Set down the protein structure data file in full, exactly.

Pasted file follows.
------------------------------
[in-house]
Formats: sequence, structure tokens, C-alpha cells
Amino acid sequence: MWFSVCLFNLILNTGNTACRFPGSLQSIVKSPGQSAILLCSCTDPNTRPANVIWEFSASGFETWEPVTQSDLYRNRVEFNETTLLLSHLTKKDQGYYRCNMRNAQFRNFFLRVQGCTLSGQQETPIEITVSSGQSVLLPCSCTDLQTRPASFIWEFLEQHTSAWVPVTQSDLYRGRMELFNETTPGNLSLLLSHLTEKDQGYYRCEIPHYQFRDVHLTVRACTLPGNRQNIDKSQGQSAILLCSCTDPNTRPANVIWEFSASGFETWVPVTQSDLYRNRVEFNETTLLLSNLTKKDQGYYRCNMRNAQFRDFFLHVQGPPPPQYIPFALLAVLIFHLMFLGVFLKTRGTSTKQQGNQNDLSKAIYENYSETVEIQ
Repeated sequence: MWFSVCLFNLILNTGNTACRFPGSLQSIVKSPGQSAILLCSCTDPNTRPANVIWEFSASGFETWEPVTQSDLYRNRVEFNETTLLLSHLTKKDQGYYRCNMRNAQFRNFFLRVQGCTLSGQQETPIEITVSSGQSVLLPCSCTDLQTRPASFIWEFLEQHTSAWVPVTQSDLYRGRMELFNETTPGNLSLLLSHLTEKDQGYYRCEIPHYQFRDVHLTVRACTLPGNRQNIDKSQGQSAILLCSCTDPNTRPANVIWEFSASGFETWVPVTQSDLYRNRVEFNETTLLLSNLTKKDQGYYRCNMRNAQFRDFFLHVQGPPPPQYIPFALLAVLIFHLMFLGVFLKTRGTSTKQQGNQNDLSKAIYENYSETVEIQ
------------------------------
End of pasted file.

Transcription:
[in-house]
Formats: sequence, structure tokens, C-alpha cells
Amino acid sequence: MWFSVCLFNLILNTGNTACRFPGSLQSIVKSPGQSAILLCSCTDPNTRPANVIWEFSASGFETWEPVTQSDLYRNRVEFNETTLLLSHLTKKDQGYYRCNMRNAQFRNFFLRVQGCTLSGQQETPIEITVSSGQSVLLPCSCTDLQTRPASFIWEFLEQHTSAWVPVTQSDLYRGRMELFNETTPGNLSLLLSHLTEKDQGYYRCEIPHYQFRDVHLTVRACTLPGNRQNIDKSQGQSAILLCSCTDPNTRPANVIWEFSASGFETWVPVTQSDLYRNRVEFNETTLLLSNLTKKDQGYYRCNMRNAQFRDFFLHVQGPPPPQYIPFALLAVLIFHLMFLGVFLKTRGTSTKQQGNQNDLSKAIYENYSETVEIQ
Repeated sequence: MWFSVCLFNLILNTGNTACRFPGSLQSIVKSPGQSAILLCSCTDPNTRPANVIWEFSASGFETWEPVTQSDLYRNRVEFNETTLLLSHLTKKDQGYYRCNMRNAQFRNFFLRVQGCTLSGQQETPIEITVSSGQSVLLPCSCTDLQTRPASFIWEFLEQHTSAWVPVTQSDLYRGRMELFNETTPGNLSLLLSHLTEKDQGYYRCEIPHYQFRDVHLTVRACTLPGNRQNIDKSQGQSAILLCSCTDPNTRPANVIWEFSASGFETWVPVTQSDLYRNRVEFNETTLLLSNLTKKDQGYYRCNMRNAQFRDFFLHVQGPPPPQYIPFALLAVLIFHLMFLGVFLKTRGTSTKQQGNQNDLSKAIYENYSETVEIQ